Article Introduction This paper reports on a case study which is, primarily, exploring the role place has in the lives of individuals, couples and families affected by bushfire. What is presented here reflects the ongoing nature of the research. During late January and early February 2009 a heatwave descended on south-eastern Australia. After years of drought, the heatwave created extreme bushfire weather conditions. To be human is to live in a world that is filled with significant places: to be human is to have and to know your place (Relph, 1986, p1). Place attachment There is an abundance of literature, across many disciplines (urban studies, human geography, environmental psychology, to name a few), about the connections between people and their physical environments. Cox’s (1996) study of the 1983 Ash Wednesday fires investigated the loss of sense of place in a Victorian coastal community. Image credit: Mae Proudley Gippsland case study Place disruption Loss “Yeah it was a good feeling.
Concepts of Mental and Social Wellbeing Social wellbeing, or the lack of it, is familiar to public health professionals in the context of social and income equality, social capital, social trust, social connectedness and social networks. These concepts are set primarily in the context of social policy and social interactions at community or societal level. Mental wellbeing, as previously defined, includes another aspect of social wellbeing - good relationships with others on a one-to-one, small group or family level. All these aspects of social wellbeing are known to have a profound effect on mental health and wellbeing individually and collectively. Mental wellbeing includes the capacity to make health and happiness enhancing relationships with others. People with mental wellbeing are also generous, wise and compassionate. Mental and social wellbeing are thus closely interrelated but distinct concepts, which often appear muddled together in the literature.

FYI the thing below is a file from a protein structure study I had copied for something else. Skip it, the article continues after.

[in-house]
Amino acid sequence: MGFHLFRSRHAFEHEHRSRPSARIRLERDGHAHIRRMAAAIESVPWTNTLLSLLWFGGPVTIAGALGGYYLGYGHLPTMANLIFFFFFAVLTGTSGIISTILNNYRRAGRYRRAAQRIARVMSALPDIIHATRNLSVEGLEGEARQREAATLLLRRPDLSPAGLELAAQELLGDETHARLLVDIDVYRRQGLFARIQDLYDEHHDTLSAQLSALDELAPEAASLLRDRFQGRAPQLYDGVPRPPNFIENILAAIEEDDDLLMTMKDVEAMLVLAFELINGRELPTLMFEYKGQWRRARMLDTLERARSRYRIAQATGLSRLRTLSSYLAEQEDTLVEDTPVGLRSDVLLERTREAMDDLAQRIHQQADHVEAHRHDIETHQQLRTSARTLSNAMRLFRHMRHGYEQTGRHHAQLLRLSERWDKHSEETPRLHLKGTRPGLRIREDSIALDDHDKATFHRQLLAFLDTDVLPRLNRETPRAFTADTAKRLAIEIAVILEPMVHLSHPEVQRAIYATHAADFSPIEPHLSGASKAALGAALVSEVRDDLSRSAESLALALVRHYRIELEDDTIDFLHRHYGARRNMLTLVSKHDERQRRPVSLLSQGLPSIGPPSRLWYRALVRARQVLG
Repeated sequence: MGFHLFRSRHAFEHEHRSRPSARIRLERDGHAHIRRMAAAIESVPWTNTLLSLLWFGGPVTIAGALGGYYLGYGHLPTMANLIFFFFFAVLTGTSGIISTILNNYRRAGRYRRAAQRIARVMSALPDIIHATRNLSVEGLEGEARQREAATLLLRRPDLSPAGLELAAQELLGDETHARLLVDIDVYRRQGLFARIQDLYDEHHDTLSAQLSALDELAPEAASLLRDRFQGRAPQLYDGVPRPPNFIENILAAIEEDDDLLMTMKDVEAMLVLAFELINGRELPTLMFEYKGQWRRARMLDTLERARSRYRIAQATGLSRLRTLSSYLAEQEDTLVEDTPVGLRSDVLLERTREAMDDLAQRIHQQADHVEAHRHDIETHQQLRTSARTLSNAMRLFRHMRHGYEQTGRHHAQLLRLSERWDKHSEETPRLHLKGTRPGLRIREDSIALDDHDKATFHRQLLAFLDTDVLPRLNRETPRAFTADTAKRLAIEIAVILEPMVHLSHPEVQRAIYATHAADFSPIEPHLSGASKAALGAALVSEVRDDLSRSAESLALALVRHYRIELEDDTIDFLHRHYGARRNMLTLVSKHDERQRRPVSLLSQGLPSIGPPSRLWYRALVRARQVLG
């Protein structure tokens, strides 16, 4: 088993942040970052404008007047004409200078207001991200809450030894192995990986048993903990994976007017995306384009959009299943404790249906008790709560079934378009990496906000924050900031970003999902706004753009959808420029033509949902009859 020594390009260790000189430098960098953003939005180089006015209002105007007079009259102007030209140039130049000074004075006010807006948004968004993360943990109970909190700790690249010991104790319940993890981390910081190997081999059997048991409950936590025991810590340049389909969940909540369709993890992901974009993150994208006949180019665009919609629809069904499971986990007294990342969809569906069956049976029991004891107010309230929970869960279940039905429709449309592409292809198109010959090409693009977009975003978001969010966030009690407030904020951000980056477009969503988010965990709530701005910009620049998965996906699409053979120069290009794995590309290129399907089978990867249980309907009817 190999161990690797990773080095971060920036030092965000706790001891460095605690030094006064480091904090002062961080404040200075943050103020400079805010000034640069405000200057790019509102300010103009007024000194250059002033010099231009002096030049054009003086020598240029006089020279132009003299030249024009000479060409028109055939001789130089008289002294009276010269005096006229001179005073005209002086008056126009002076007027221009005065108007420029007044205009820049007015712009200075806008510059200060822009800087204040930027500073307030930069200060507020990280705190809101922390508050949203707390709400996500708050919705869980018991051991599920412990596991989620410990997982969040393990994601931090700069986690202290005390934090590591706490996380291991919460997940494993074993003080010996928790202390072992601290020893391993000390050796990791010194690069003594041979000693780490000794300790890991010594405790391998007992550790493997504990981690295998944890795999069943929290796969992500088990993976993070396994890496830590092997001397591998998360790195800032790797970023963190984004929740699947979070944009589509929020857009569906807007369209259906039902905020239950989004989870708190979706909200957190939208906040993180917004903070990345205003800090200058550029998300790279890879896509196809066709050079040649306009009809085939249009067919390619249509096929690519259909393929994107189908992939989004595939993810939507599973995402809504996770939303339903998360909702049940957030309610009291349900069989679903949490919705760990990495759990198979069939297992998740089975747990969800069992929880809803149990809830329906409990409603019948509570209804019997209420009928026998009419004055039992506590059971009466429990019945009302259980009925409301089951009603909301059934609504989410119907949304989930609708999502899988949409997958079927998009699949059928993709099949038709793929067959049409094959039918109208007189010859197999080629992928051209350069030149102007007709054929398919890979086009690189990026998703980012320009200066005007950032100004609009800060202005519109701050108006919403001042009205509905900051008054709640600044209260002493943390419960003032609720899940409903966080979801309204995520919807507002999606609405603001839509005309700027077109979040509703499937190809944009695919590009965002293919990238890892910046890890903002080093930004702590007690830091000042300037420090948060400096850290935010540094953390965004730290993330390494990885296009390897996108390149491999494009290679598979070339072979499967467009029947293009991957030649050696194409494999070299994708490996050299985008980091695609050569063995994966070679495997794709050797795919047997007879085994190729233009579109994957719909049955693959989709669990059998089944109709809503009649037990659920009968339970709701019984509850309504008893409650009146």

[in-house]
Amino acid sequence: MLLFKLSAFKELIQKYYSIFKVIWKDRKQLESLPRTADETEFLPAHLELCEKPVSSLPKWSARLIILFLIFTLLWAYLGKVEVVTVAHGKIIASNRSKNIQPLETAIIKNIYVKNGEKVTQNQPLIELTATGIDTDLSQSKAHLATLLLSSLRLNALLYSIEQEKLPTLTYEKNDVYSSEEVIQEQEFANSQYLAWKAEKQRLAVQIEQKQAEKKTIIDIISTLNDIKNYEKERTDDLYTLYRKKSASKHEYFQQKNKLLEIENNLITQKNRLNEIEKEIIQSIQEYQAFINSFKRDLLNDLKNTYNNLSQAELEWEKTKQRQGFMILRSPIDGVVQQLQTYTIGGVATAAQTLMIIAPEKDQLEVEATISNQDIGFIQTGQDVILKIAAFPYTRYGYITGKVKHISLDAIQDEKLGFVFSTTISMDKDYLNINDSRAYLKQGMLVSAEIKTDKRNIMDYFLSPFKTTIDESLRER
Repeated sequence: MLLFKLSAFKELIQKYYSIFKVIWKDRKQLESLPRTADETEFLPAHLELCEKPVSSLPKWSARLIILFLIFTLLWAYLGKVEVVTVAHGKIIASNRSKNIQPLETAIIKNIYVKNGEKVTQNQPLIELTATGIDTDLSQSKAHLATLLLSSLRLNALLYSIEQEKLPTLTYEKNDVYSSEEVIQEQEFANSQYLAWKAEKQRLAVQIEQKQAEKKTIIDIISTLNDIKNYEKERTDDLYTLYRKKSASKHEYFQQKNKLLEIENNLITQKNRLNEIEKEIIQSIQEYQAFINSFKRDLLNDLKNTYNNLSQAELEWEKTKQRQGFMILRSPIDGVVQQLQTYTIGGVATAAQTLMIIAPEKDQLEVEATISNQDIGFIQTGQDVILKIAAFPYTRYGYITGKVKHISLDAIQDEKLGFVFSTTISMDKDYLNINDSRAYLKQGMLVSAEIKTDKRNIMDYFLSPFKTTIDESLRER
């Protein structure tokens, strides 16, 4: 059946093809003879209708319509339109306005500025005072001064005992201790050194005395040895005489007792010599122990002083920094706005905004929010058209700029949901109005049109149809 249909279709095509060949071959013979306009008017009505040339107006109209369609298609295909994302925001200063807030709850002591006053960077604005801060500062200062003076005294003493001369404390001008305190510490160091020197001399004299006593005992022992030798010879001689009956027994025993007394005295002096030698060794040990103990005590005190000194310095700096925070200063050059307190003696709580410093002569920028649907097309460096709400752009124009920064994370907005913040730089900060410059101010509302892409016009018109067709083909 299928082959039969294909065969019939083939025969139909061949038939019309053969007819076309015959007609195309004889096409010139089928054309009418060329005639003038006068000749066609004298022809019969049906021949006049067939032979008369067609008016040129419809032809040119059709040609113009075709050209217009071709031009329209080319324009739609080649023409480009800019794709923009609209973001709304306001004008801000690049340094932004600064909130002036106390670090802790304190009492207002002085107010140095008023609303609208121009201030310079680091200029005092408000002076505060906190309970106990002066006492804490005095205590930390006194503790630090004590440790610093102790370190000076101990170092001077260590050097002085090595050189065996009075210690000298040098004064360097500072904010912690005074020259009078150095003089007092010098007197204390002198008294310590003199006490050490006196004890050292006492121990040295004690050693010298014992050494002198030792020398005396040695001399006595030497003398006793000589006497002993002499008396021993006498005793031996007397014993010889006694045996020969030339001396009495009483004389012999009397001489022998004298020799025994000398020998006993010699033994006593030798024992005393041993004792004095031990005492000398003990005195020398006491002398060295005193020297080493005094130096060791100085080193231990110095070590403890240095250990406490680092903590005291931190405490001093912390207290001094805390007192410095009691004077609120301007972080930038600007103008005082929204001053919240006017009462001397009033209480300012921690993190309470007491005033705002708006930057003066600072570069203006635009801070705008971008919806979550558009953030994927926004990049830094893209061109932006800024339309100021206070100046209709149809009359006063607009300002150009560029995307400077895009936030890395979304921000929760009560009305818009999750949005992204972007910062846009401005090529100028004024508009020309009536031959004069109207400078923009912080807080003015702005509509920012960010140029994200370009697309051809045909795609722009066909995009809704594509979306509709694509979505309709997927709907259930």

How to Love: Legendary Zen Buddhist Teacher Thich Nhat Hanh on Mastering the Art of “Interbeing” – Brain Pickings What does love mean, exactly? We have applied to it our finest definitions; we have examined its psychology and outlined it in philosophical frameworks; we have even devised a mathematical formula for attaining it. And yet anyone who has ever taken this wholehearted leap of faith knows that love remains a mystery — perhaps the mystery of the human experience. Learning to meet this mystery with the full realness of our being — to show up for it with absolute clarity of intention — is the dance of life. That’s what legendary Vietnamese Zen Buddhist monk, teacher, and peace activist Thich Nhat Hanh (b. Indeed, in accordance with the general praxis of Buddhist teachings, Nhat Hanh delivers distilled infusions of clarity, using elementary language and metaphor to address the most elemental concerns of the soul. At the heart of Nhat Hanh’s teachings is the idea that “understanding is love’s other name” — that to love another means to fully understand his or her suffering.